Partners in Health reported about 12 hours ago that 13 operating rooms are now up and running in their field operation site in Port-au-Prince. Thirteen!
When I lived in New England, I had the privilege of working with a literacy program that served many of Boston’s immigrant communities. I was, and still am, in awe of people who had so little material wealth, who sometimes worked 2 or 3 minimum wage jobs, and still made the time and energy commitment to learn a new language while adapting to a different culture and vastly different weather conditions. And somehow they managed to remain positive, gracious and upbeat despite the many challenges they faced.
That pretty much describes my notion of heroism. It also describes the people I met in Boston’s Haitian community. I went to work in their community center one day and, despite the snow everywhere, I somehow managed to find a parking spot on the street. Streets in Boston’s poorer communities are always the last to get plowed, if they get plowed at all.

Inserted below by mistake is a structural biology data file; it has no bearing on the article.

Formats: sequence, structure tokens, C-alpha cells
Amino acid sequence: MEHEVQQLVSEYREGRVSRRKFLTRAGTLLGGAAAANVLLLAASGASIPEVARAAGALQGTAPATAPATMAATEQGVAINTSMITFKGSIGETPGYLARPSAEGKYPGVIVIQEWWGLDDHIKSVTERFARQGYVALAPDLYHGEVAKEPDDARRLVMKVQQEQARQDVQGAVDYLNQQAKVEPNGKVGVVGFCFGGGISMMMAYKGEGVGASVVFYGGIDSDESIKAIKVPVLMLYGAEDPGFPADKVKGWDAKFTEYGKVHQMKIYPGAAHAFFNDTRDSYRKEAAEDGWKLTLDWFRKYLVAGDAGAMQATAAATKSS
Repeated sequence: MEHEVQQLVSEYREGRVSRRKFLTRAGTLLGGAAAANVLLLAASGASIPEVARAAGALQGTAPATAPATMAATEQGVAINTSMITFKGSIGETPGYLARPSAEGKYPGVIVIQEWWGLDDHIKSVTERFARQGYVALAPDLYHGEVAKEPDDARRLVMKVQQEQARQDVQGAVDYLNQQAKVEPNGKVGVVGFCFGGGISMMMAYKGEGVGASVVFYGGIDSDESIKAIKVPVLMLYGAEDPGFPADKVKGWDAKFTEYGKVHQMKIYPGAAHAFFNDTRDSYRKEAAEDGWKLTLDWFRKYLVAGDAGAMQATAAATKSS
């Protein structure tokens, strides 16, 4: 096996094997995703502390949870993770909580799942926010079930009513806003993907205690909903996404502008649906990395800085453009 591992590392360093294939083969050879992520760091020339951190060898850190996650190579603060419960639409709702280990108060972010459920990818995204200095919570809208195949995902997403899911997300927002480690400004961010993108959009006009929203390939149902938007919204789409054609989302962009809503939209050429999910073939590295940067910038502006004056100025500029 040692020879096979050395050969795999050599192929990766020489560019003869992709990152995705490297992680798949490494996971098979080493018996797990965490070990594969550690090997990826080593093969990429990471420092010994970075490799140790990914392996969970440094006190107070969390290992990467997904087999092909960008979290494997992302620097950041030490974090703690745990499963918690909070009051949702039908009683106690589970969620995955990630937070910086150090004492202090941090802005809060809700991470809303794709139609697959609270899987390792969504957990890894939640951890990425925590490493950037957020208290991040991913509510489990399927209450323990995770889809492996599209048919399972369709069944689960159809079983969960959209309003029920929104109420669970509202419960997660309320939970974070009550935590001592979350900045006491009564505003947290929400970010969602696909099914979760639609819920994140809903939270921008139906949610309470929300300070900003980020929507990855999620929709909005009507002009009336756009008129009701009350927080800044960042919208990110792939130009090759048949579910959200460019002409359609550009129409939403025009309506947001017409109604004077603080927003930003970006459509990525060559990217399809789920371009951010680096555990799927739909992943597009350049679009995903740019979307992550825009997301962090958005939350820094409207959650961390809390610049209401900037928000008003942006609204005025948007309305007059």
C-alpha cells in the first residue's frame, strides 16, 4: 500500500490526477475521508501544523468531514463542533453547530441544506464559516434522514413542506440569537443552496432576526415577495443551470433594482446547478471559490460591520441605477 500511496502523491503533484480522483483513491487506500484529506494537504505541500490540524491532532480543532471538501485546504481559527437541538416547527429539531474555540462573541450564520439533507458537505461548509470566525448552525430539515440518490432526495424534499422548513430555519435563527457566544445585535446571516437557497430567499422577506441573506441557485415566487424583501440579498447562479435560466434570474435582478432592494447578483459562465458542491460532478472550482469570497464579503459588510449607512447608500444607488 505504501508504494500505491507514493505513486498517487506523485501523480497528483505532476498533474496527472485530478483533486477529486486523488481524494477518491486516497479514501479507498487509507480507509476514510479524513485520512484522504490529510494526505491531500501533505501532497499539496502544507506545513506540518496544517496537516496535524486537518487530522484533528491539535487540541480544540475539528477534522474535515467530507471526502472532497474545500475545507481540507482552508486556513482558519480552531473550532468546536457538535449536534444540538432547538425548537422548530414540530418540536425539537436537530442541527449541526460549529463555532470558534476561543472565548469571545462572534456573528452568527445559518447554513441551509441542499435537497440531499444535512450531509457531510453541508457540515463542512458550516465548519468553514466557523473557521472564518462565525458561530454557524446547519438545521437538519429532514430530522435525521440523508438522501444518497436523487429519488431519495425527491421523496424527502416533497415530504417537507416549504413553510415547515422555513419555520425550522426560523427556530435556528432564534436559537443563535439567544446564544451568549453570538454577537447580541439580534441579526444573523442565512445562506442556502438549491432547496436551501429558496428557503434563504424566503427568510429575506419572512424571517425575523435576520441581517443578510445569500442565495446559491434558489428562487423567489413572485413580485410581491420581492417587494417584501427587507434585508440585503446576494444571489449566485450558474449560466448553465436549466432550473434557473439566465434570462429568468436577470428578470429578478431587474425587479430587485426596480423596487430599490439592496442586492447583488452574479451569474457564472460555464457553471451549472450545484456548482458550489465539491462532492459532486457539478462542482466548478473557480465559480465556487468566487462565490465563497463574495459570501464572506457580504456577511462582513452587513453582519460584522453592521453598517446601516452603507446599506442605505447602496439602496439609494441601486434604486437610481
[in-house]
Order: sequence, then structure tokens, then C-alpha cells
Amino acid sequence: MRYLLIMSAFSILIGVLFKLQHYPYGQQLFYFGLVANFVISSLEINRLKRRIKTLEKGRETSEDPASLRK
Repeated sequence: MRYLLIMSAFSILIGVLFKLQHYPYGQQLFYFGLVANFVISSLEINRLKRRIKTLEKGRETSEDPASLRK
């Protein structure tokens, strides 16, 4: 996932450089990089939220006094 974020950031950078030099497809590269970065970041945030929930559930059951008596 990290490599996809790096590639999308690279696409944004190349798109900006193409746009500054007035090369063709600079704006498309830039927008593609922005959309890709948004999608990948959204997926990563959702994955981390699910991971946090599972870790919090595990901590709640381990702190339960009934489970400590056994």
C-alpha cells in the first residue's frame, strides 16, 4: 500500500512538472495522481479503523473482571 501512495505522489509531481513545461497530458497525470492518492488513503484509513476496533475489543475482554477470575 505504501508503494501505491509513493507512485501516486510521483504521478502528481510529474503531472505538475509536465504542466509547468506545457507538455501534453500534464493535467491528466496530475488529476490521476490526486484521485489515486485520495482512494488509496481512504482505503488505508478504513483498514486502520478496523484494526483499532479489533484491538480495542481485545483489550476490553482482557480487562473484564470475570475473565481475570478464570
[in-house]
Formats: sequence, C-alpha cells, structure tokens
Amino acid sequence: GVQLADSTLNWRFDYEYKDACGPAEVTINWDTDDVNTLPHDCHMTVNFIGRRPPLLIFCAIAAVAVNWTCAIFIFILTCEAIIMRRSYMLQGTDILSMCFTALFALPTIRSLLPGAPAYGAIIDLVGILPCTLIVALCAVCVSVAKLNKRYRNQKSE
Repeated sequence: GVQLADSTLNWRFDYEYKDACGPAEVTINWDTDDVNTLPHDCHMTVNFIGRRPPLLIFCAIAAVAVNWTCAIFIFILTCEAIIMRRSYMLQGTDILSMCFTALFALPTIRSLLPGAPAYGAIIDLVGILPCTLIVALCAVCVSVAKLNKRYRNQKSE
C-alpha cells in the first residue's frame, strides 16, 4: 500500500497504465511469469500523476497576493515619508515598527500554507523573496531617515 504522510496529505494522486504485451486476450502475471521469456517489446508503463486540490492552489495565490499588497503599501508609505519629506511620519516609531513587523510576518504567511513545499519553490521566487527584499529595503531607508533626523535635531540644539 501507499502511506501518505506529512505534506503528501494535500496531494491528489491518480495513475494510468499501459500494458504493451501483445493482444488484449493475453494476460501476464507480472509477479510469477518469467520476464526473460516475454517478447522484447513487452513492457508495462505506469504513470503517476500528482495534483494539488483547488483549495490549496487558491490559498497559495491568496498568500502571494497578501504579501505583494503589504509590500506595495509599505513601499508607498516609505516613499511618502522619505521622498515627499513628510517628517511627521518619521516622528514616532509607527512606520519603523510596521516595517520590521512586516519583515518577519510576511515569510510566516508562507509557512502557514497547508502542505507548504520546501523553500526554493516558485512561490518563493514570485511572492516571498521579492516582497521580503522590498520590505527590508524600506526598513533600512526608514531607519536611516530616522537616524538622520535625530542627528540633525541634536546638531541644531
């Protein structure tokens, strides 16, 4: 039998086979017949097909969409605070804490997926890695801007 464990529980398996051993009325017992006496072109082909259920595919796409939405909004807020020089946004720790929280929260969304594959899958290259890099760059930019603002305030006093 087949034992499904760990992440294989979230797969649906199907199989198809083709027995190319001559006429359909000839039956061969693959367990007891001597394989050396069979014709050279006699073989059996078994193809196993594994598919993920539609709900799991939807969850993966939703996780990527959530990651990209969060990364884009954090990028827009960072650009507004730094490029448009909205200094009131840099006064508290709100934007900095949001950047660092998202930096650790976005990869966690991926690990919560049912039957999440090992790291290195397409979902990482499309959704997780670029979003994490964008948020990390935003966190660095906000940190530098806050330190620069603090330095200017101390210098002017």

Well, the street did get plowed — while I was inside the building. When I came out to the car, there was a two-foot high bank of snow between my car and the street. Even in my trusty Subaru, I wasn’t going anywhere.
I just stood there trying to figure out what to do. Within a minute or two, half a dozen Haitian men materialized from — where? I have no idea. They weren’t dressed for the weather, but with bare hands and plastic cups, they started to help me dig out. The snow was that hard icy snow that hurts your fingers, but they smiled, laughed, and kept digging until there was enough of a break that, with a couple of them pushing from behind, I was able to pull the car out onto the street.
I keep coming back to those hands digging in the snow and see them digging now through the rubble in Port-au-Prince. And wish there were some way, besides sending money and prayers, to help.
But money and prayers are a start.